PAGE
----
At the Xerocon event of last week, I had the pleasure of meeting Steven Carse, who co-founded King of Pops with his brother. And what started as a business of popsickle natural ingredients with a single basket in 2010 has become a business employing more than 250 people spread across eight cities in five states.
Steven m told how his dismissal allowed him to discover his business opportunity, how important the importance of getting involved in the community is essential to understanding the customers and how an employee who brings his ukulele to work with him is a good choice for the company.
Here is a transcript of our conversation. To hear the entire interview, watch the video below or click on the built-in SoundCloud player.
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Small Business Trends: Tell everyone what you're doing. Is King of Pops.
Steven Carse : King of Pops is a popsicle company, but we think it's a much better product. Instead of artificial flavors and different bright colors, these are real fruits, interesting combinations. We try to bring it to people in a fun way, so we are in town in many events where you will actually be, and we also do a lot of catering, as if you are organizing a party for your office, or things like that.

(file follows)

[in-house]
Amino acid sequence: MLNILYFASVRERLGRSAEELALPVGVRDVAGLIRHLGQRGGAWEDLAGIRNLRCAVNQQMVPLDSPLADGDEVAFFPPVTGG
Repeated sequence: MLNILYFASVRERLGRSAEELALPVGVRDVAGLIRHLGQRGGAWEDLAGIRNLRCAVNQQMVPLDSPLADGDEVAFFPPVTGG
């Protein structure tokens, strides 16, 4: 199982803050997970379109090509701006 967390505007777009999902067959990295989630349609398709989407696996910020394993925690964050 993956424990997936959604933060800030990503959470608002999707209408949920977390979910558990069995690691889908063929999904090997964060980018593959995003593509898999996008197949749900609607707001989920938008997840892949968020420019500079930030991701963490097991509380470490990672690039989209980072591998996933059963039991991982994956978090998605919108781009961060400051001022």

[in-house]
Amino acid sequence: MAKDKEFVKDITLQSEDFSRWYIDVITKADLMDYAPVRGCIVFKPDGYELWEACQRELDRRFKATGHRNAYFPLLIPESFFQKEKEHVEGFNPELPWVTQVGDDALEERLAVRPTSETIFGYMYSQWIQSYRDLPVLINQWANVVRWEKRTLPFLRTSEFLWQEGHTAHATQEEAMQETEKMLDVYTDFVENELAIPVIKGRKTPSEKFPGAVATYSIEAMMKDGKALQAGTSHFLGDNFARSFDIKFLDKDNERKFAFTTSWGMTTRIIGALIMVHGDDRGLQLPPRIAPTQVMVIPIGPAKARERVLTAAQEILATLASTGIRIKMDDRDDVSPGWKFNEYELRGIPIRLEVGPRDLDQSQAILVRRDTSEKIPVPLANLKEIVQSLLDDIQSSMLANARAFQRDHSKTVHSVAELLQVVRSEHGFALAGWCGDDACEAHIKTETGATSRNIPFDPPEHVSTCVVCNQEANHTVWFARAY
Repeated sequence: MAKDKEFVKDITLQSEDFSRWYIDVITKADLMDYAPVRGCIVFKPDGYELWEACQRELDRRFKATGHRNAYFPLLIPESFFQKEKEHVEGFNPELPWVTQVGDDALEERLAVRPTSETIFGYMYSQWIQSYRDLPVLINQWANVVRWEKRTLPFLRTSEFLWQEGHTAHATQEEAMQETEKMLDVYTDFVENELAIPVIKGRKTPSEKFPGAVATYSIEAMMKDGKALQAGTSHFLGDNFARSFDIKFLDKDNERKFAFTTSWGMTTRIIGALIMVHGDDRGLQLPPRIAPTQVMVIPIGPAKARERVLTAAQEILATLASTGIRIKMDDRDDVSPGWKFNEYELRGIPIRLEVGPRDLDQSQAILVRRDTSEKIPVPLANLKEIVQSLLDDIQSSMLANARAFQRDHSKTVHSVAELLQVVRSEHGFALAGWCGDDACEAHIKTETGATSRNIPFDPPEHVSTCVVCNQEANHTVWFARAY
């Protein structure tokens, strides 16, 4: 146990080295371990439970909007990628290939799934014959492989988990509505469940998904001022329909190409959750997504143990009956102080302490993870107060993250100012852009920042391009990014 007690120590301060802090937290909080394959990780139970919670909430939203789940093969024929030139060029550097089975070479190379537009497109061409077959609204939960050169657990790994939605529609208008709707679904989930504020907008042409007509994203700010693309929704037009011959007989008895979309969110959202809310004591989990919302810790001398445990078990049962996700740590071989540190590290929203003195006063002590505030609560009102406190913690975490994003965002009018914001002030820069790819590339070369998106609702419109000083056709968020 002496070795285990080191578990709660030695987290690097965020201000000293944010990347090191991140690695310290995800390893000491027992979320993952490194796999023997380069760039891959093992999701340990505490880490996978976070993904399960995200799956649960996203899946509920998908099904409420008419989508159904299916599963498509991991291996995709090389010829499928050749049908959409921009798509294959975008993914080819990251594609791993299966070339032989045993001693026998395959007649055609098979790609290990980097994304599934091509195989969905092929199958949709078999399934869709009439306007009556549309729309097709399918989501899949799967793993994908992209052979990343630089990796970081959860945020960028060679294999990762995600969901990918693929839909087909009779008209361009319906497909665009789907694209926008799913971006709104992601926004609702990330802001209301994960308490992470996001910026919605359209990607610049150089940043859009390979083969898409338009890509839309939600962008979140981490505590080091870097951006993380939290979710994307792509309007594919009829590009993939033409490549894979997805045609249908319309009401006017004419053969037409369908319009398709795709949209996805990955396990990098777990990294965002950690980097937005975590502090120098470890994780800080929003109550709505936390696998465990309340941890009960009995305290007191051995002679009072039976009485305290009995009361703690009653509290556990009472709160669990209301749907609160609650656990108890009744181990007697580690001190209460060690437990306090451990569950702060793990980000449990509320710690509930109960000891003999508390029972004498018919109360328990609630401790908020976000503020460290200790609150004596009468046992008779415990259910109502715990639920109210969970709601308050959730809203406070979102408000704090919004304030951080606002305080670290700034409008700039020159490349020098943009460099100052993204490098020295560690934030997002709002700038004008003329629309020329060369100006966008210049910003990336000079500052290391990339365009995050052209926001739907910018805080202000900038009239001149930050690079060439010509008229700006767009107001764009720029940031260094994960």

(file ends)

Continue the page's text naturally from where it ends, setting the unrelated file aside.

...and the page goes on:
Small Business Trends: Did you start this business with your brother?
Steven Carse : Yes, in 2010, I had just been fired from my job in the business world and I had fallen in love from this idea with my other brother who is an anthropologist, and I visited with him in Latin America and Mexico and Panama throughout the university. That 's what I would do for my vacations, I would go where he was. He turned me on the paleta, which is the Spanish word for popsicle. I fell in love with this product at the university when I did not really think about it anymore. Then, when I was looking for something new to do, it made sense, like why not try to do that? Then my brother, Nick, who is my business partner, he was a lawyer at the time, and he loved, but he did not like that. We decided to go together.
Small Business Trends: What makes the Popsicle flavor different than the one you usually get in the United States?
Steven Carse : It would act very simple ingredients, but seasonal and, hopefully, local. It's not going to be so sweet, so there might be an added sweetener, but it's not going to be great, super sweet. No artificial dyes or anything like that. Then interesting combinations of flavors, so that you can certainly get raspberry lemon or strawberry lemonade, but we also do more interesting things, like ginger lemonade with blackberries or a mint of grapefruit or basil mandarin.